“What is the matter with you all?” cried the Griffin. “Is there not a man in your town who is brave enough to speak to me?”
“I think,” said one of the laborers, his voice shaking so that his words could hardly be understood, “that-perhaps — the Minor Canon — would come.”
“Go, call him, then,” said the Griffin; “I want to see him.”
The Minor Canon, who was an assistant in the old church, had just finished the afternoon services and was coming out of a side door, with three aged women who had formed the weekday congregation. He was a young man of a kind disposition, and very anxious to do good to the people of the town. Apart from his duties in the church, where he conducted services every weekday, he visited the sick and the poor, counseled and assisted persons who were in trouble, and taught a school composed entirely of the bad children in the town with whom nobody else would have anything to do. Whenever the people wanted something difficult done for them, they always went to the Minor Canon. Thus it was that the laborer thought of the young priest when he found that someone must come and speak to the Griffin.
The Minor Canon had not heard of the strange event, which was known to the whole town except himself and the three old women and when he was informed of it and was told that the Griffin had asked to see him, he was greatly amazed and frightened.
“Me!” he exclaimed. “He has never heard of me! What should he want with me?”
“Oh! you must go instantly!” cried the two men. “He is very angry now because he has been kept waiting so long, and nobody knows what may happen if you don’t hurry to him.”
The poor Minor Canon would rather have had his hand cut off than go out to meet an angry Griffin but he felt that it was his duty to go for it would be a woeful thing if injury should come to the people of the town because he was not brave enough to obey the summons of the Griffin. So, pale and frightened, he started off.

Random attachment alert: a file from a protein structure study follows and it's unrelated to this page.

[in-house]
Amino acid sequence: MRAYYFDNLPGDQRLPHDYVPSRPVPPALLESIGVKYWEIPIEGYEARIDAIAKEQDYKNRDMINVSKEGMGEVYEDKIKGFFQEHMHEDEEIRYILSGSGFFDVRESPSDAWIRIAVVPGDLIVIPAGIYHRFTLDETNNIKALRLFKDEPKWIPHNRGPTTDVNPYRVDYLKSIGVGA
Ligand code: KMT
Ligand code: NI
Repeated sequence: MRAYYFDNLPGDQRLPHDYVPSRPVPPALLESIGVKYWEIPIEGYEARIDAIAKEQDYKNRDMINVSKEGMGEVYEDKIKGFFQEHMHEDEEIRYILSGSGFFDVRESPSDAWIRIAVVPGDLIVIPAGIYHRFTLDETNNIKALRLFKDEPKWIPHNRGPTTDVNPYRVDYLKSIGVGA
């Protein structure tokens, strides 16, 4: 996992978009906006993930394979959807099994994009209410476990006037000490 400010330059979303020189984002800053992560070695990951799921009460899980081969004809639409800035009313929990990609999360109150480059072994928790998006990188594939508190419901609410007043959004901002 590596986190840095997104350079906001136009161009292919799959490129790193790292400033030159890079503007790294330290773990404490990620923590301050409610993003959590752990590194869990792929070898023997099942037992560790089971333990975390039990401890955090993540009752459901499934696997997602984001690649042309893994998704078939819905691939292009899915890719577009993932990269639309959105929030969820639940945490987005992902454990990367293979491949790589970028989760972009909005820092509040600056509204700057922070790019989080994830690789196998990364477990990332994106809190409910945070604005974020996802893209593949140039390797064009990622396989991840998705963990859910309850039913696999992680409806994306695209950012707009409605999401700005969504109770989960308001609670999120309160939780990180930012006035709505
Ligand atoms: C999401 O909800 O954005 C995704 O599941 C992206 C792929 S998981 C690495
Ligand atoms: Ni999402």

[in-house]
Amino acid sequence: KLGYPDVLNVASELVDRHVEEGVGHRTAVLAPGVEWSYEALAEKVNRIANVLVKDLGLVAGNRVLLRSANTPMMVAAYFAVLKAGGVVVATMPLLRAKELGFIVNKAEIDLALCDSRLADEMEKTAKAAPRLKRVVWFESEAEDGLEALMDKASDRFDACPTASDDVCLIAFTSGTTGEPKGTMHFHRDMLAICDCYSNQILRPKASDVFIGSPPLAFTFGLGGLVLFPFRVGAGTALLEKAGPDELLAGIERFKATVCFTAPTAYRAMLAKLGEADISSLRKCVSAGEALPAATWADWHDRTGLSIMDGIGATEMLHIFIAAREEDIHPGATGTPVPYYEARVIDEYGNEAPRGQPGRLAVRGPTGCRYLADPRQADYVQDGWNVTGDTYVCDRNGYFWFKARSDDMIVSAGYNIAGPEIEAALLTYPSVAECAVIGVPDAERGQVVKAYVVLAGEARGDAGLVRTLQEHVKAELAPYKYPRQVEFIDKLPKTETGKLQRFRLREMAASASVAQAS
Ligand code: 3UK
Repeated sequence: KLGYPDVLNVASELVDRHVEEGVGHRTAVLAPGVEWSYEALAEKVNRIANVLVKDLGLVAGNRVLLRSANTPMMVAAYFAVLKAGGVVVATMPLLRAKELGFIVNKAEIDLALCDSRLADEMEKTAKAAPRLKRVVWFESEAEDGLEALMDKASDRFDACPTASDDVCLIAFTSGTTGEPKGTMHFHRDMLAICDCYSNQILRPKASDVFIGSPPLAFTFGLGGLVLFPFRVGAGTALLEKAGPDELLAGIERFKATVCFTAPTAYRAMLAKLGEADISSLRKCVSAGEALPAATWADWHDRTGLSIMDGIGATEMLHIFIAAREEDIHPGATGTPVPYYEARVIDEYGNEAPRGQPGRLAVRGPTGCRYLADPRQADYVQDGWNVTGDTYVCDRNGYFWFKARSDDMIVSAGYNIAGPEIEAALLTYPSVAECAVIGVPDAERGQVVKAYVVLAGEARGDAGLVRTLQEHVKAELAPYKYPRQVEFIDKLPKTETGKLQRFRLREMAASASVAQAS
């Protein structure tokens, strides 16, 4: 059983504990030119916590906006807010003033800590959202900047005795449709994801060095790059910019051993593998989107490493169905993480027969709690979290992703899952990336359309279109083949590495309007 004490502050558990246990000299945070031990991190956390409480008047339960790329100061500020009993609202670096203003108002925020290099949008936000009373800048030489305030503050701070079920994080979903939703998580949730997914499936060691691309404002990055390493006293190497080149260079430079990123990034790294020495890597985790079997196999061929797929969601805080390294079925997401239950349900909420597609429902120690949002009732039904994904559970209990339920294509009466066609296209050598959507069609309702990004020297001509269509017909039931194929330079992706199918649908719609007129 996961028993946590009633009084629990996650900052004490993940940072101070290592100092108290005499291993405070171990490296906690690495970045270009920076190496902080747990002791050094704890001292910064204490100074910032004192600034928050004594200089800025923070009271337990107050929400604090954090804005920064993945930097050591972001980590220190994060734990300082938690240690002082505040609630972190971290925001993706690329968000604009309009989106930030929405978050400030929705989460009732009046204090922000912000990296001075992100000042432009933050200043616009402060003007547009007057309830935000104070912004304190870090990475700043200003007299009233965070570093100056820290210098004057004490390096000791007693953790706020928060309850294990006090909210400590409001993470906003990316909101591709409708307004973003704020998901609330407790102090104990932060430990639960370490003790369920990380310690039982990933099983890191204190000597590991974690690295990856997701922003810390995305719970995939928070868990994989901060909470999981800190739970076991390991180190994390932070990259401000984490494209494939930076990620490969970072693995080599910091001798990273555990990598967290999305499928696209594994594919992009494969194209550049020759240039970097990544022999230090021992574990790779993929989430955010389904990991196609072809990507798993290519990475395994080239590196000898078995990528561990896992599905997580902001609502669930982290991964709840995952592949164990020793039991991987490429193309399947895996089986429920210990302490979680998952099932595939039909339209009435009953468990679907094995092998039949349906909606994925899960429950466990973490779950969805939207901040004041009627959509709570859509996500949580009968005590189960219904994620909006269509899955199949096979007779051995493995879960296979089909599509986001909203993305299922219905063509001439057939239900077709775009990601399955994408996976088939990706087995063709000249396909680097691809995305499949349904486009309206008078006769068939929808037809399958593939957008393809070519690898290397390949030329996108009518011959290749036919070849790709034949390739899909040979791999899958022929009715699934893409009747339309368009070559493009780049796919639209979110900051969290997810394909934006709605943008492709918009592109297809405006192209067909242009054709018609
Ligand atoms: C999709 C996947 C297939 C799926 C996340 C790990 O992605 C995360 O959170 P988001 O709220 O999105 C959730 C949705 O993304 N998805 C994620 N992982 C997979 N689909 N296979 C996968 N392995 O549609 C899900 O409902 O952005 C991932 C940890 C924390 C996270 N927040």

‘Well,” said the Griffin, as soon as the young man came near, “I am glad to see that there is someone who has the courage to come to me.”
The Minor Canon did not feel very brave, but he bowed his head.
‘Is this the town,” said the Griffin, “where there is a church with a likeness of myself over one of the doors?”
The Minor Canon looked at the frightful creature before him and saw that it was, without doubt, exactly like the stone image on the church. “Yes,” he said, “you are right.”
“Well, then,” said the Griffin, “will you take me to it? I wish very much to see it.”
The Minor Canon instantly thought that if the Griffin entered the town without the people’s knowing what he came for, some of them would probably be frightened to death, and so he sought to gain time to prepare their minds.
‘It is growing dark, now,” he said, very much afraid, as he spoke, that his words might enrage the Griffin, “and objects on the front of the church cannot be seen clearly. It will be better to wait until morning if you wish to get a good view of the stone image of yourself.”
“That will suit me very well,” said the Griffin. “I see you are a man of good sense. I am tired, and I will take a nap here on this soft grass, while I cool my tail in the little stream that runs near me. The end of my tail gets red-hot when I am angry or excited, and it is quite warm now. So you may go, but be sure and come early tomorrow morning, and show me the way to the church.”